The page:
My first game had more bugs than a bait shop
I released “ Tapnbuild-A Free Clicker Game ” on 05.2016. It had tons of bugs, but It was an actual fully working game. After that, I had a full month of debugging. To fix the bugs, and to assure, that the player can play the game, without being afraid, that it’s going to break any moment.
Tap 'n' Build - A Free Clicker Game
Was it a good idea to start making a 3D game next?
In August(08.2016), I started working on a 3D game. I am still working on it. It is complex, and to make it into an actual game, a game that has different and fun functions playing well together, takes a lot of time. Especially, if you are doing it without any kind of finance. I worked constantly on it until January(01.2017). I had a playable game, but it was still a work in progress. It still needed a lot of time and inspiration, to finish. So while needing a break and with advice from a friend, I decided, to use my current knowledge, to improve my first two games.
How I evolve as a game developer
- Figure out, what kind of game you wanna make (keep it small and simple at the beginning).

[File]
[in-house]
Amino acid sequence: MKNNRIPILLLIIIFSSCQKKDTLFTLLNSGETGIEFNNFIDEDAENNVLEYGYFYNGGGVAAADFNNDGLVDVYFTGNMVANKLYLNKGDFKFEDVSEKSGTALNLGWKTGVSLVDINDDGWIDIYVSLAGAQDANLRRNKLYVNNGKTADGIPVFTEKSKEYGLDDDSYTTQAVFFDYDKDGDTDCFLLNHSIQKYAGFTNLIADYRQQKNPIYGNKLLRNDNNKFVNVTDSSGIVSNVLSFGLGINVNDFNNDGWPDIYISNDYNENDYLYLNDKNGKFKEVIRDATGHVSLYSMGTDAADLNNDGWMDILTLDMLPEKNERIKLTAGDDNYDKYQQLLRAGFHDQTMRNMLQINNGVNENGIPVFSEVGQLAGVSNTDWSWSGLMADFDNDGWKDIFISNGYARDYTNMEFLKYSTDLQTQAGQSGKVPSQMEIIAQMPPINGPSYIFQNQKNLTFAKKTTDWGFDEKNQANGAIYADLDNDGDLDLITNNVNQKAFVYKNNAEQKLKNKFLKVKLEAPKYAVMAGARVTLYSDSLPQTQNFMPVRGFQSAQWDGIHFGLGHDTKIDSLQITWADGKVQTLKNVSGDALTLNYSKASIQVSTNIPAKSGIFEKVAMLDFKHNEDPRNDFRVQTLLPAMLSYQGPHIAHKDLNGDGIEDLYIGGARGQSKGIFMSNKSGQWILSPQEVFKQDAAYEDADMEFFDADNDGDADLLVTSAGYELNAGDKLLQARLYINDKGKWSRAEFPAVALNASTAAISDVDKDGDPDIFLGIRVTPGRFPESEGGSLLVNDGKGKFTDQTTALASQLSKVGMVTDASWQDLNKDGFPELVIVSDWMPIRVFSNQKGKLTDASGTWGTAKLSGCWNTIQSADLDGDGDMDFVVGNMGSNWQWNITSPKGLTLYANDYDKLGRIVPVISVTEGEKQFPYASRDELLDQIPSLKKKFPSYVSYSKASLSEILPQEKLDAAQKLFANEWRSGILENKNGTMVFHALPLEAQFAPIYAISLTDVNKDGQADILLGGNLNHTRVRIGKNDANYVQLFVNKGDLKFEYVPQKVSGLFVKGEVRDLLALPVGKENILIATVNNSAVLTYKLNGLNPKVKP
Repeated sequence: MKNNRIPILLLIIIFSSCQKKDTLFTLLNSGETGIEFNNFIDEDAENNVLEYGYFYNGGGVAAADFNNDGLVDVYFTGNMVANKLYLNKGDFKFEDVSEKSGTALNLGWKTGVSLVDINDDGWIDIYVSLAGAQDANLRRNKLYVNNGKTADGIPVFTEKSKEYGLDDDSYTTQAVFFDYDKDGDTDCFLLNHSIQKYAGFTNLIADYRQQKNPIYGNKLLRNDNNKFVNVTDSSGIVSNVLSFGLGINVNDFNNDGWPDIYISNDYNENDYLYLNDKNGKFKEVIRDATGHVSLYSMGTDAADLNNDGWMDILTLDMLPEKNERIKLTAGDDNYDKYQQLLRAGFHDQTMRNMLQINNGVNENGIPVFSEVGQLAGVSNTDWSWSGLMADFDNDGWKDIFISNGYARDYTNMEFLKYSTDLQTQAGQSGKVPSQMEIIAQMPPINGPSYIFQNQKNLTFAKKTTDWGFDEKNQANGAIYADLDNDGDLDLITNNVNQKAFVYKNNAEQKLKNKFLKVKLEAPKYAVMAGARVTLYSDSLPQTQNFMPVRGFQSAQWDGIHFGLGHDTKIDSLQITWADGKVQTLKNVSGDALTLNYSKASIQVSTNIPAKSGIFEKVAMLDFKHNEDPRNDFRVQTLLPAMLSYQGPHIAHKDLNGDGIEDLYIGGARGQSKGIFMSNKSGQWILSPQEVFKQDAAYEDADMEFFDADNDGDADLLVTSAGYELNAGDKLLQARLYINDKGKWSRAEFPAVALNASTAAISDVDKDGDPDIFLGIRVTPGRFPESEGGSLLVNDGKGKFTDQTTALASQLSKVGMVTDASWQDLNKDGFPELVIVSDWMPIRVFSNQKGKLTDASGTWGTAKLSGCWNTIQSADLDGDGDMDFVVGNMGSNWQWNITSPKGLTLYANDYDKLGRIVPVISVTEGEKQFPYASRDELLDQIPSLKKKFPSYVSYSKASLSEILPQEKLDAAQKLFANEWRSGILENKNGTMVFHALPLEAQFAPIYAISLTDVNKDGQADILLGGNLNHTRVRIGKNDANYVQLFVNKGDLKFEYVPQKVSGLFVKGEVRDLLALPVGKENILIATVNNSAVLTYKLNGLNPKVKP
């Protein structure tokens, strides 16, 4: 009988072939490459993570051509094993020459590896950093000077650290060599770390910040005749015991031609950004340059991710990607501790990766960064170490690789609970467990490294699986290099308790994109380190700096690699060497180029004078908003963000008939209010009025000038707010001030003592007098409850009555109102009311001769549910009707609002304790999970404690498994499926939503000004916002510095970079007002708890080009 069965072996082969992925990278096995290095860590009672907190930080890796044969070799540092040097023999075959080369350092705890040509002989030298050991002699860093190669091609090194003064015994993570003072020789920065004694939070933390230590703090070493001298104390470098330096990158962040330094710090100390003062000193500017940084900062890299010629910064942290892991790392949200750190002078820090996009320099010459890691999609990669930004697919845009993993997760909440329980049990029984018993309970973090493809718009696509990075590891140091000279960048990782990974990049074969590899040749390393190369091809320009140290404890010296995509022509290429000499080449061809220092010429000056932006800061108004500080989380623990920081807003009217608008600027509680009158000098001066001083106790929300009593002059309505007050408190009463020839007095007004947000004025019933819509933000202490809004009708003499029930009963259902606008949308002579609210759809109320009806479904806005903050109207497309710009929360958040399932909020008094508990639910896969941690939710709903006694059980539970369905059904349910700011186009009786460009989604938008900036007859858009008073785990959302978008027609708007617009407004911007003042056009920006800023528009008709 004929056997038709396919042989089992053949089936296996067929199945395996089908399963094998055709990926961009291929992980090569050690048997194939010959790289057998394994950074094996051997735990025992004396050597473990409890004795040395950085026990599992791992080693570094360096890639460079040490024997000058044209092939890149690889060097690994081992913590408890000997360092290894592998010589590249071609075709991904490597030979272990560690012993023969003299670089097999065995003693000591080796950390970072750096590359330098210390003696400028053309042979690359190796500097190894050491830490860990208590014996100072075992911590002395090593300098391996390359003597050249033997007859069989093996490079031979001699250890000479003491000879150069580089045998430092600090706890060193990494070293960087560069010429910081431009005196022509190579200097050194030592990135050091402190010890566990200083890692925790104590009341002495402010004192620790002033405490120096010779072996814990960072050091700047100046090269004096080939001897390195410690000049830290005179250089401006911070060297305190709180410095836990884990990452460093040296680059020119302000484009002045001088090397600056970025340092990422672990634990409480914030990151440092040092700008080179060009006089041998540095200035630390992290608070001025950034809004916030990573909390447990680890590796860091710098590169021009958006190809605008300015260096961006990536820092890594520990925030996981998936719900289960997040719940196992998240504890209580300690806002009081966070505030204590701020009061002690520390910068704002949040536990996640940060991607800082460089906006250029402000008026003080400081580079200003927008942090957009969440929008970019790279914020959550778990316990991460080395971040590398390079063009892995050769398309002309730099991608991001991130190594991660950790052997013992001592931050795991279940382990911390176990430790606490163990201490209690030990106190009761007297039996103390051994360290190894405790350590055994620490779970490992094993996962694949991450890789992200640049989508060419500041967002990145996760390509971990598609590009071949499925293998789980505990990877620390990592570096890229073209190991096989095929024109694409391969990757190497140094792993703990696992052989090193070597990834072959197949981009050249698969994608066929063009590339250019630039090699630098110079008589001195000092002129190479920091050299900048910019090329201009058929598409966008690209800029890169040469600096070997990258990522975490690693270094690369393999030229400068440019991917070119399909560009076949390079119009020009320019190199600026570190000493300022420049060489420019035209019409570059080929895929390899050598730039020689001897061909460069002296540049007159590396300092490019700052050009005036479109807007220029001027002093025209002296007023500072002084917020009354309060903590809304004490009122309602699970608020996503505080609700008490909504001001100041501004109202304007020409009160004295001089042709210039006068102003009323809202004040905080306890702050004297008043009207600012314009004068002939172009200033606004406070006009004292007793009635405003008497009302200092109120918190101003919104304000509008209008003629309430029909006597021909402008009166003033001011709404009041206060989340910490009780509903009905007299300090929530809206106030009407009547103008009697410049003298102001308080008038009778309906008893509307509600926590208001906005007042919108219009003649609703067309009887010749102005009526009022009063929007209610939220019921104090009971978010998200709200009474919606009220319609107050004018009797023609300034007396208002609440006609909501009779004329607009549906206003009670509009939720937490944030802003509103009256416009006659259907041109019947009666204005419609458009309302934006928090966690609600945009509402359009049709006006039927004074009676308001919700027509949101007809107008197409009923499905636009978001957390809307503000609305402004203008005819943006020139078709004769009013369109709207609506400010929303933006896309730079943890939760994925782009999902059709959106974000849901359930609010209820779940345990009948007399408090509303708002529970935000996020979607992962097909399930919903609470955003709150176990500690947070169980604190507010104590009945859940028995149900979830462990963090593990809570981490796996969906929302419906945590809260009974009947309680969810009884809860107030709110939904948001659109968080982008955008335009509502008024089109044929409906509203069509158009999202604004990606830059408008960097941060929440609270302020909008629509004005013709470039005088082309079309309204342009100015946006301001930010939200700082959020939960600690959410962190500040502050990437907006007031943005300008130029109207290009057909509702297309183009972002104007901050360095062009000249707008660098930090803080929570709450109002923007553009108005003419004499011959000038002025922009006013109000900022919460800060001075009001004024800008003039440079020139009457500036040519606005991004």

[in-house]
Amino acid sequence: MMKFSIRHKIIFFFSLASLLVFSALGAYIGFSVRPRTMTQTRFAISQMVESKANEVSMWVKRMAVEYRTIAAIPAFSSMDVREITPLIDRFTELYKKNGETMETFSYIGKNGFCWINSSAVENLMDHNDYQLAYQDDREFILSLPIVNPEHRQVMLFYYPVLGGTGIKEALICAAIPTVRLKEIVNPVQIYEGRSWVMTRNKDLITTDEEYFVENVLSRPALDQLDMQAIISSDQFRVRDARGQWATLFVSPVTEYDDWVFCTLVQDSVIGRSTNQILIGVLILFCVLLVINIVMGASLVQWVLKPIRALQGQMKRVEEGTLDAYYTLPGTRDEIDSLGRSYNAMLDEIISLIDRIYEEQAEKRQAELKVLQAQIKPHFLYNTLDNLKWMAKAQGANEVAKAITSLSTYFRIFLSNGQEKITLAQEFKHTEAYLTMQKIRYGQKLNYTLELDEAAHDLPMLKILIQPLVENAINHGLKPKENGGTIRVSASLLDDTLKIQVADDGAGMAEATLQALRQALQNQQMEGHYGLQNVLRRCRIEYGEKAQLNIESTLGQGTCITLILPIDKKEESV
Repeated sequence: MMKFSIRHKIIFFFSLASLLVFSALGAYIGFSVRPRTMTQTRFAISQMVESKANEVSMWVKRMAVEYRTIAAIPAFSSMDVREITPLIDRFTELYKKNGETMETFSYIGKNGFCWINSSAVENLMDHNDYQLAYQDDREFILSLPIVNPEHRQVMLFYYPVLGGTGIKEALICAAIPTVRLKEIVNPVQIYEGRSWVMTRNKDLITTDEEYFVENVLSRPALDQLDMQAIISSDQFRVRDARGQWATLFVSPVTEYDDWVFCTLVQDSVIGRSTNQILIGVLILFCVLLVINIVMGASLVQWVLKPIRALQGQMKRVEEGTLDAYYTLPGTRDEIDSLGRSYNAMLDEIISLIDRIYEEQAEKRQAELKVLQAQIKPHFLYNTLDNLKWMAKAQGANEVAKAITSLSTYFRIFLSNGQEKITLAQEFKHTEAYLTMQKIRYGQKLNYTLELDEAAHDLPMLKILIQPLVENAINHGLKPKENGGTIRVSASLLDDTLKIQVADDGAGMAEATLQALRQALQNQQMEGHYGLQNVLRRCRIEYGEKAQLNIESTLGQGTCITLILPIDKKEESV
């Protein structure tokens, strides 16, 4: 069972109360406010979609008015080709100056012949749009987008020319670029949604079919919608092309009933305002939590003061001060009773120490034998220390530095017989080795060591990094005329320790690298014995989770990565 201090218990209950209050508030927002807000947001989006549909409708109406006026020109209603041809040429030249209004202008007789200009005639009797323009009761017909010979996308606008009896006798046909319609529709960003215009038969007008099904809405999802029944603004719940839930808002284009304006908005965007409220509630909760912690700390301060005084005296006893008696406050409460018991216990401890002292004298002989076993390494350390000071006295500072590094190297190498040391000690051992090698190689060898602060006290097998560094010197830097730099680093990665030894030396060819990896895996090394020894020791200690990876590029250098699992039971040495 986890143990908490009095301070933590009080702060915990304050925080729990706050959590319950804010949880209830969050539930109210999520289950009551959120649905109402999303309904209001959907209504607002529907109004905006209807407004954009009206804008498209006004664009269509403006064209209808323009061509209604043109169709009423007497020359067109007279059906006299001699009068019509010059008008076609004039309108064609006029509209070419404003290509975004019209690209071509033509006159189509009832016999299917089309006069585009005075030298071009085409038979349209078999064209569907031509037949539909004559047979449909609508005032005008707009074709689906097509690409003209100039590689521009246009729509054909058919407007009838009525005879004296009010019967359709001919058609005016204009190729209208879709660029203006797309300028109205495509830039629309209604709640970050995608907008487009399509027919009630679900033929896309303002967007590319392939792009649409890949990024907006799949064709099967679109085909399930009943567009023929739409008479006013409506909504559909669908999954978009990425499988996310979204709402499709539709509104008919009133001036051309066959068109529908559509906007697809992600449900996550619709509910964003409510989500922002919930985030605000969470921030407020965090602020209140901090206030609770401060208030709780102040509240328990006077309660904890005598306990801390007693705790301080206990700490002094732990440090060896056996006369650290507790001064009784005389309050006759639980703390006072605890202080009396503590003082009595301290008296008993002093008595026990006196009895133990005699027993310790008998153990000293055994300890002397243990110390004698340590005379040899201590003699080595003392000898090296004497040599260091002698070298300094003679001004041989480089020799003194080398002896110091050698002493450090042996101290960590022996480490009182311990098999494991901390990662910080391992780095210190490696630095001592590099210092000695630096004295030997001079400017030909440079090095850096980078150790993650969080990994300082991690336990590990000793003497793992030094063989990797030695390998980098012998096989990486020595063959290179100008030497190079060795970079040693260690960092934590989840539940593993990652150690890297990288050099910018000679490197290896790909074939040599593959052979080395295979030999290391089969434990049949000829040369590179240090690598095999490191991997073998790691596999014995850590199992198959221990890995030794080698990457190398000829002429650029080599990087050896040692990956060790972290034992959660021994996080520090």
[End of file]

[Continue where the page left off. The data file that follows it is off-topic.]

- Learn, what you need to know (example: “How to create a Main Menu in Unity Game Engine”).
- Create and learn more as you go.
Welding or Game development?
Still to this day, I do not know, who I wanna be professionally. Game development is the toughest thing, I’ve ever done. To be able to create, what I need, I must constantly use most of my brain capacity on it. It is the most difficult thing, I’ve ever done, but it’s also the most fulfilling. Am I still developing games in 5 years? I have no idea. What I would like to see, is people enjoying the things, I create right now. I wanna make a living doing it. I wanna work by my own clock, so that I could be always there for my child, when she needs me. I cannot express in words, how difficult this journey has been for me. Even harder is to admit, that even tough, I have learned so much, worked so many hours, and am able to create so much, I still haven’t made it in game development world. I am not making a living with it. In the real world, it is just a hobby. And in the real world, at some point I have to make it, or return to the old job. Maybe it’s not meant to be. Maybe quitting is not an option for me, and I’m just getting started.
Back to a daily job.
In August(08.2017), I had to continue working as a welder again.
Can't stay unemployed forever, so I went back to a daily job. I am still developing games after work and on weekends. In a sense,
it's good to do something else every once and a while. I feel like I'm actually resting at my day job. Since the day job is mostly physical work, my head is usually clear when I get home and it feels great to start working on my next game.
Going back to welding in a factory after game development has been weird. I feel 0% motivated to do it, but you gotta make a living somehow. Too bad I couldn't arrive to a point, where I could make a living with game development. But life goes on and it is only a matter of time.